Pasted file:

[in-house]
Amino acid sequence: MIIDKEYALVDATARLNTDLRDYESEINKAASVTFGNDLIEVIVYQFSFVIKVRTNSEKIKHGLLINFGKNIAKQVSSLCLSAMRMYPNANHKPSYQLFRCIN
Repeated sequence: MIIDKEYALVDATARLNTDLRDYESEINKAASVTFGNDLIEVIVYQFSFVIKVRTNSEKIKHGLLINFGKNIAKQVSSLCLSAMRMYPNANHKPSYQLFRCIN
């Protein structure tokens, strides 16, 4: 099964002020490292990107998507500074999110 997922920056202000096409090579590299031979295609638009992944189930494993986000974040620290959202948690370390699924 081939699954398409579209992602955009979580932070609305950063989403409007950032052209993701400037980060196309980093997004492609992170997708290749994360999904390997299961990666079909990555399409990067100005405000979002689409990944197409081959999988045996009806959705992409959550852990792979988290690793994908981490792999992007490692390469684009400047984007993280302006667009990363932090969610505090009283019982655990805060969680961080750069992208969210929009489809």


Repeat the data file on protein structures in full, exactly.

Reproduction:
[in-house]
Amino acid sequence: MIIDKEYALVDATARLNTDLRDYESEINKAASVTFGNDLIEVIVYQFSFVIKVRTNSEKIKHGLLINFGKNIAKQVSSLCLSAMRMYPNANHKPSYQLFRCIN
Repeated sequence: MIIDKEYALVDATARLNTDLRDYESEINKAASVTFGNDLIEVIVYQFSFVIKVRTNSEKIKHGLLINFGKNIAKQVSSLCLSAMRMYPNANHKPSYQLFRCIN
């Protein structure tokens, strides 16, 4: 099964002020490292990107998507500074999110 997922920056202000096409090579590299031979295609638009992944189930494993986000974040620290959202948690370390699924 081939699954398409579209992602955009979580932070609305950063989403409007950032052209993701400037980060196309980093997004492609992170997708290749994360999904390997299961990666079909990555399409990067100005405000979002689409990944197409081959999988045996009806959705992409959550852990792979988290690793994908981490792999992007490692390469684009400047984007993280302006667009990363932090969610505090009283019982655990805060969680961080750069992208969210929009489809």